Lyle (Hiroshi) Saxon

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"Looser Educational Control Yields More Artists...." | 12 comments (12 topical, 0 hidden) | Trackback
ever read The Diamond Age? by clover kicker (2.00 / 0) #1 Wed Apr 29, 2009 at 01:04:52 PM EST
Education -vs- creativity is an important theme.

Not released yet? by lylehsaxon (2.00 / 0) #3 Thu Apr 30, 2009 at 05:50:52 AM EST
I just did a quick search at Amazon and it says it hasn't been released yet?  Another book by the same title?


The shortest way home is the longest way 'round....
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(Comment Deleted) by xth (4.00 / 1) #6 Thu Apr 30, 2009 at 07:10:46 AM EST

This comment has been deleted by xth

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Creativity and learning by duxup (2.00 / 0) #2 Wed Apr 29, 2009 at 02:16:30 PM EST
Mrs. duxup is working on her masters in an education field.  Frequently her books point to studies that point out that students who are more often engaged creative play in education don’t consistently out score students with less creative focused education.  However, they note signs point to what they think shows that those students with more creative play involved in their education seem to have an advantage when it comes to understanding, applying, and wielding what they’ve learned outside answering a question on a test.  The short of it is that it seems sitting on your ass in a classroom is really good for being tested on sitting in your ass in a classroom. 

Indeed... by lylehsaxon (2.00 / 0) #4 Thu Apr 30, 2009 at 05:52:25 AM EST
Scoring well on tests also trains many people for being "good" office drones - helping to drag down the company that hires them, but making mid-level management scum happy....


The shortest way home is the longest way 'round....
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or by bobdole (2.00 / 0) #5 Thu Apr 30, 2009 at 06:17:40 AM EST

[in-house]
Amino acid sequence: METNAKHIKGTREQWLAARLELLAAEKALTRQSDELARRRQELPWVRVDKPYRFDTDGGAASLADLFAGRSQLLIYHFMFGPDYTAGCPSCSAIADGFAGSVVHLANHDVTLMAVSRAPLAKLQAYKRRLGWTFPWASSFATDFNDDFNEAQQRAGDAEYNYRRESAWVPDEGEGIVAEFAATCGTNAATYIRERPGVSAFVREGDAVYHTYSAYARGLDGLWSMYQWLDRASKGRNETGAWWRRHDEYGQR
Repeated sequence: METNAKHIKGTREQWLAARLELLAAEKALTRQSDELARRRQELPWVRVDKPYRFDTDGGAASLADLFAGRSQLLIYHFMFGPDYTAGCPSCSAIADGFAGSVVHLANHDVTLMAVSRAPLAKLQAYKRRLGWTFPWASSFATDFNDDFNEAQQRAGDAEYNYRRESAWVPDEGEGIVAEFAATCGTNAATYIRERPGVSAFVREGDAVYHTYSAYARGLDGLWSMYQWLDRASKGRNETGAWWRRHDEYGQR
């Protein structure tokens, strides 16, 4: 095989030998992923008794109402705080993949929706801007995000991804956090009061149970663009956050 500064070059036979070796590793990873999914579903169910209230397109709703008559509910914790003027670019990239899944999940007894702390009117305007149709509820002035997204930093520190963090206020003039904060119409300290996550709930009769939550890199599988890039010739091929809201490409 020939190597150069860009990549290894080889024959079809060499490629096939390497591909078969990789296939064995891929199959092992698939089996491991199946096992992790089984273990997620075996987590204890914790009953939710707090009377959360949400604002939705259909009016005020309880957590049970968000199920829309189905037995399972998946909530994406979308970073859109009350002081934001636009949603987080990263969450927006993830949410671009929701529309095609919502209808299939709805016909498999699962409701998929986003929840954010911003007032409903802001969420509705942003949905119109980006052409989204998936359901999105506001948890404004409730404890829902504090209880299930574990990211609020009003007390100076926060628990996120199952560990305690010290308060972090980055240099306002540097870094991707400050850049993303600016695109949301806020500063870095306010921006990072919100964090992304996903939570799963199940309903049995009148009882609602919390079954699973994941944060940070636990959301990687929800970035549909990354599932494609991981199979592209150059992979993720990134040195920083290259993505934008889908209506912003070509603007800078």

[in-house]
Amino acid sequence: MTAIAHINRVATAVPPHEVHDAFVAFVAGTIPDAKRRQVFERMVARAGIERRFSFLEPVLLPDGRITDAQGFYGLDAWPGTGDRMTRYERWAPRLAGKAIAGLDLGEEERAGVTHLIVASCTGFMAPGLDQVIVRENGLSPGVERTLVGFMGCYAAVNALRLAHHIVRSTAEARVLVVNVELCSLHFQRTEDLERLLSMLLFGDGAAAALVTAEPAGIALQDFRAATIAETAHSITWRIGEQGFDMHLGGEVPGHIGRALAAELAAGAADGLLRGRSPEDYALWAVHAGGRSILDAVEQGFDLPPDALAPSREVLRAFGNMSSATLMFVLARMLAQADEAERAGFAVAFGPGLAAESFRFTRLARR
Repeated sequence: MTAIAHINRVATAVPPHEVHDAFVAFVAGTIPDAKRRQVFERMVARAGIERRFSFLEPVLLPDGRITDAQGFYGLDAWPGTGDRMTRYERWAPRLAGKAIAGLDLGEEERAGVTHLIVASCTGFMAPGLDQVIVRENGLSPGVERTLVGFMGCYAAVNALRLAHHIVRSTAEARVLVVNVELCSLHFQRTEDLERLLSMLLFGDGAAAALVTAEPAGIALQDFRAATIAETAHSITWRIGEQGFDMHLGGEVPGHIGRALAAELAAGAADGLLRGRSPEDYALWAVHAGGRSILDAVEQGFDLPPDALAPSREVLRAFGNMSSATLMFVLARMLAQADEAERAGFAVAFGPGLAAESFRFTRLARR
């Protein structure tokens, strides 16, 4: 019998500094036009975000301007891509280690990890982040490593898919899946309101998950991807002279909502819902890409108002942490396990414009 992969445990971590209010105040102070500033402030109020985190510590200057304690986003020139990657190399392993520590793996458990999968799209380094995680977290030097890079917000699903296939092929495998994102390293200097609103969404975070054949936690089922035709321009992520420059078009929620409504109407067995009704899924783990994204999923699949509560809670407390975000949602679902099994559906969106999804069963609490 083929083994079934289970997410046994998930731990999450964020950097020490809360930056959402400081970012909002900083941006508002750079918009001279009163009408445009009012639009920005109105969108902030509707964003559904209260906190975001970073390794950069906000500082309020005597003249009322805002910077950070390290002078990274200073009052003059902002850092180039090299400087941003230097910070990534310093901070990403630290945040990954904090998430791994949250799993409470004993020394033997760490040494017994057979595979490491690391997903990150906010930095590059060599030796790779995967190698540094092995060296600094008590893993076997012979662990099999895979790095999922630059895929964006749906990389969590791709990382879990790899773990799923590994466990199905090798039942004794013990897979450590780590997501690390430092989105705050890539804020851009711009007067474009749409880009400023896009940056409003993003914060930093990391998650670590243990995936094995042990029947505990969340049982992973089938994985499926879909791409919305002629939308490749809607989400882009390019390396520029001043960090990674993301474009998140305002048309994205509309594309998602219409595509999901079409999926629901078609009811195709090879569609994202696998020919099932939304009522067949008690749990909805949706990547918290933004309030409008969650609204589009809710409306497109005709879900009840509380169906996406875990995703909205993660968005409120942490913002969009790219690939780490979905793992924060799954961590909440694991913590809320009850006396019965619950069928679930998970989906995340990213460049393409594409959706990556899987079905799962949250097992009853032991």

it shows that they have enough understanding of the system to be able to game it to their benefits (notably so, multiple choice tests - often hailed as the gender neutral holy grail of education).

Why this dichotomy people, to be a good scholar you have to have elements of being able to learn (including rote learning) as well as elements of creativity - i.e. being able to apply your skills in possibly new and creative applications to stand out from those just repeating the same thing over and over again.

Exams have never been a valid way of testing students, but it's the best we got if you want to test a lot of students in a short time - there's a reason why higher level education (doctoral programmes for instance) usually don't award degrees based on sitting one exam, but actually takes the hassle of peer review and defence (depending on field and geography)

-- The revolution will not be televised.
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Right... by lylehsaxon (2.00 / 0) #8 Thu Apr 30, 2009 at 08:27:41 AM EST
Yeah, I have a bad habit of overstating my case when I get fired up about something.  Intensely disliking office politics, I get downright passionate about it.

As for tests - indeed.  I realized this when I taught English at a nursing school here for three years.  Tests are designed for teachers - not for students!  And I have sympathy for the teachers - realizing it's a logistical issue.  If you have 40 students, and you have to test them, some sort of streamlined assembly line type of testing is the only logistical way to do it.  Poor students, and poor teacher too, but there one to forty, there's no way it can be done the way it ought to be done.